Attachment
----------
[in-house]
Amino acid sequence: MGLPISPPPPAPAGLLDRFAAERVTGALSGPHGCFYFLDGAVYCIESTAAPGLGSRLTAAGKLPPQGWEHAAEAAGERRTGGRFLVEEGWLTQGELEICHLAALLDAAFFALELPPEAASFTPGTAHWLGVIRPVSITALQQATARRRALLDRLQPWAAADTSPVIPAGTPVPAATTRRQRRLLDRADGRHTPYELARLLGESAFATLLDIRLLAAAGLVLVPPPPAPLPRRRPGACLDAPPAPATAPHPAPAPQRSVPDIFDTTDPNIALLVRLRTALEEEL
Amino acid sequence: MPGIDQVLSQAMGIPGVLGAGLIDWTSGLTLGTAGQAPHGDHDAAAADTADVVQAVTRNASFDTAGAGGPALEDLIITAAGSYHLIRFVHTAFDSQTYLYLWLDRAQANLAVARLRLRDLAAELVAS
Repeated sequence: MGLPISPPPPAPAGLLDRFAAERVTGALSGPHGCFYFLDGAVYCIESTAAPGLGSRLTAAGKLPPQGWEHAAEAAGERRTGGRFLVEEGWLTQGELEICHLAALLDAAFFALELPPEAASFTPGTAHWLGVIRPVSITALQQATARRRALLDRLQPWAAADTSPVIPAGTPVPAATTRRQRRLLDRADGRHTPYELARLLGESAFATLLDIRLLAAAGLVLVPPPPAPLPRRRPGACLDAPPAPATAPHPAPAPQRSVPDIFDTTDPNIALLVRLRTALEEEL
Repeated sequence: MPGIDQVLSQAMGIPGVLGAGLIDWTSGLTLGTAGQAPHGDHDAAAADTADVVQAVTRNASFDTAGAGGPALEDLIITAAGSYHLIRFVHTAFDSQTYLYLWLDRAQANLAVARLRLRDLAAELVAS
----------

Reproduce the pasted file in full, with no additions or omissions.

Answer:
[in-house]
Amino acid sequence: MGLPISPPPPAPAGLLDRFAAERVTGALSGPHGCFYFLDGAVYCIESTAAPGLGSRLTAAGKLPPQGWEHAAEAAGERRTGGRFLVEEGWLTQGELEICHLAALLDAAFFALELPPEAASFTPGTAHWLGVIRPVSITALQQATARRRALLDRLQPWAAADTSPVIPAGTPVPAATTRRQRRLLDRADGRHTPYELARLLGESAFATLLDIRLLAAAGLVLVPPPPAPLPRRRPGACLDAPPAPATAPHPAPAPQRSVPDIFDTTDPNIALLVRLRTALEEEL
Amino acid sequence: MPGIDQVLSQAMGIPGVLGAGLIDWTSGLTLGTAGQAPHGDHDAAAADTADVVQAVTRNASFDTAGAGGPALEDLIITAAGSYHLIRFVHTAFDSQTYLYLWLDRAQANLAVARLRLRDLAAELVAS
Repeated sequence: MGLPISPPPPAPAGLLDRFAAERVTGALSGPHGCFYFLDGAVYCIESTAAPGLGSRLTAAGKLPPQGWEHAAEAAGERRTGGRFLVEEGWLTQGELEICHLAALLDAAFFALELPPEAASFTPGTAHWLGVIRPVSITALQQATARRRALLDRLQPWAAADTSPVIPAGTPVPAATTRRQRRLLDRADGRHTPYELARLLGESAFATLLDIRLLAAAGLVLVPPPPAPLPRRRPGACLDAPPAPATAPHPAPAPQRSVPDIFDTTDPNIALLVRLRTALEEEL
Repeated sequence: MPGIDQVLSQAMGIPGVLGAGLIDWTSGLTLGTAGQAPHGDHDAAAADTADVVQAVTRNASFDTAGAGGPALEDLIITAAGSYHLIRFVHTAFDSQTYLYLWLDRAQANLAVARLRLRDLAAELVAS